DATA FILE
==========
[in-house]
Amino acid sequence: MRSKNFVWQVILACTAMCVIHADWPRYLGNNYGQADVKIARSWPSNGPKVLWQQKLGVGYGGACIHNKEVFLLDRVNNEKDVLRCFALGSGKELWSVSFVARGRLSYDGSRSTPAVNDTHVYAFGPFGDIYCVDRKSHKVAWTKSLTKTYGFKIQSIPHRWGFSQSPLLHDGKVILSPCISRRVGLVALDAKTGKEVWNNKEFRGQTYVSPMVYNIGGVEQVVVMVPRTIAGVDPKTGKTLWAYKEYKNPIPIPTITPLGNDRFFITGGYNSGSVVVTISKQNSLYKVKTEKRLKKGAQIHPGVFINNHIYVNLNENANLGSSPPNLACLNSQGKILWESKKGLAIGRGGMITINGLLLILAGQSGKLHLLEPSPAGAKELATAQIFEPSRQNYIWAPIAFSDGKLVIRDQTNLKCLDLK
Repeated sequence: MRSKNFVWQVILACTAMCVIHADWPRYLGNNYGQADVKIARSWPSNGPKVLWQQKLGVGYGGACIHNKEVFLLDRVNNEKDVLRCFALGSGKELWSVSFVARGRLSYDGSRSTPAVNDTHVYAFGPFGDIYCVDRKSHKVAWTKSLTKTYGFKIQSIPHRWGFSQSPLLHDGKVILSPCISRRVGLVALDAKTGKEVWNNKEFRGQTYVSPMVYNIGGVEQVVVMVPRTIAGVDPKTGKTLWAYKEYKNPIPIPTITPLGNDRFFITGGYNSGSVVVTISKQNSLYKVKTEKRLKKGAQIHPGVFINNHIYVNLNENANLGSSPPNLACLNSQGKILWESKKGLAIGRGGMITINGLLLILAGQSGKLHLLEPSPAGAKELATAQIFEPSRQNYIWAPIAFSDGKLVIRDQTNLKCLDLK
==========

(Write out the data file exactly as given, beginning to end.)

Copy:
[in-house]
Amino acid sequence: MRSKNFVWQVILACTAMCVIHADWPRYLGNNYGQADVKIARSWPSNGPKVLWQQKLGVGYGGACIHNKEVFLLDRVNNEKDVLRCFALGSGKELWSVSFVARGRLSYDGSRSTPAVNDTHVYAFGPFGDIYCVDRKSHKVAWTKSLTKTYGFKIQSIPHRWGFSQSPLLHDGKVILSPCISRRVGLVALDAKTGKEVWNNKEFRGQTYVSPMVYNIGGVEQVVVMVPRTIAGVDPKTGKTLWAYKEYKNPIPIPTITPLGNDRFFITGGYNSGSVVVTISKQNSLYKVKTEKRLKKGAQIHPGVFINNHIYVNLNENANLGSSPPNLACLNSQGKILWESKKGLAIGRGGMITINGLLLILAGQSGKLHLLEPSPAGAKELATAQIFEPSRQNYIWAPIAFSDGKLVIRDQTNLKCLDLK
Repeated sequence: MRSKNFVWQVILACTAMCVIHADWPRYLGNNYGQADVKIARSWPSNGPKVLWQQKLGVGYGGACIHNKEVFLLDRVNNEKDVLRCFALGSGKELWSVSFVARGRLSYDGSRSTPAVNDTHVYAFGPFGDIYCVDRKSHKVAWTKSLTKTYGFKIQSIPHRWGFSQSPLLHDGKVILSPCISRRVGLVALDAKTGKEVWNNKEFRGQTYVSPMVYNIGGVEQVVVMVPRTIAGVDPKTGKTLWAYKEYKNPIPIPTITPLGNDRFFITGGYNSGSVVVTISKQNSLYKVKTEKRLKKGAQIHPGVFINNHIYVNLNENANLGSSPPNLACLNSQGKILWESKKGLAIGRGGMITINGLLLILAGQSGKLHLLEPSPAGAKELATAQIFEPSRQNYIWAPIAFSDGKLVIRDQTNLKCLDLK